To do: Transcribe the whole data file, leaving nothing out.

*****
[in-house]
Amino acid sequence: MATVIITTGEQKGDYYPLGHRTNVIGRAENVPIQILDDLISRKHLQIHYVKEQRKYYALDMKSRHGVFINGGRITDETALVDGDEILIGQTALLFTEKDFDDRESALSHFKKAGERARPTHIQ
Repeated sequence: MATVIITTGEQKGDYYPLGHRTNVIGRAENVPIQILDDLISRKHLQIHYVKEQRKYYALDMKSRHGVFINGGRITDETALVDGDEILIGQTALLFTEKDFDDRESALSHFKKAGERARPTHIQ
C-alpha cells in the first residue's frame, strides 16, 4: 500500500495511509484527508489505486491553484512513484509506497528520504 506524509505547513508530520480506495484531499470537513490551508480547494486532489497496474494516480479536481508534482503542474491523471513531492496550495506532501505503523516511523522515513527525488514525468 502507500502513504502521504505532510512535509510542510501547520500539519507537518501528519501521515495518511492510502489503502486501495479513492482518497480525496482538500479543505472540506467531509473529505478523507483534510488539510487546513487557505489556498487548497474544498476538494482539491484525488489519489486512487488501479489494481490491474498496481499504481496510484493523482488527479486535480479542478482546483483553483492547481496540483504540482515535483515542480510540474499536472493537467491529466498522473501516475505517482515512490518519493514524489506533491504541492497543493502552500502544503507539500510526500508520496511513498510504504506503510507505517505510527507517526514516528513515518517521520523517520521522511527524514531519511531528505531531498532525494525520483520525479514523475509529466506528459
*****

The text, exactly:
[in-house]
Amino acid sequence: MATVIITTGEQKGDYYPLGHRTNVIGRAENVPIQILDDLISRKHLQIHYVKEQRKYYALDMKSRHGVFINGGRITDETALVDGDEILIGQTALLFTEKDFDDRESALSHFKKAGERARPTHIQ
Repeated sequence: MATVIITTGEQKGDYYPLGHRTNVIGRAENVPIQILDDLISRKHLQIHYVKEQRKYYALDMKSRHGVFINGGRITDETALVDGDEILIGQTALLFTEKDFDDRESALSHFKKAGERARPTHIQ
C-alpha cells in the first residue's frame, strides 16, 4: 500500500495511509484527508489505486491553484512513484509506497528520504 506524509505547513508530520480506495484531499470537513490551508480547494486532489497496474494516480479536481508534482503542474491523471513531492496550495506532501505503523516511523522515513527525488514525468 502507500502513504502521504505532510512535509510542510501547520500539519507537518501528519501521515495518511492510502489503502486501495479513492482518497480525496482538500479543505472540506467531509473529505478523507483534510488539510487546513487557505489556498487548497474544498476538494482539491484525488489519489486512487488501479489494481490491474498496481499504481496510484493523482488527479486535480479542478482546483483553483492547481496540483504540482515535483515542480510540474499536472493537467491529466498522473501516475505517482515512490518519493514524489506533491504541492497543493502552500502544503507539500510526500508520496511513498510504504506503510507505517505510527507517526514516528513515518517521520523517520521522511527524514531519511531528505531531498532525494525520483520525479514523475509529466506528459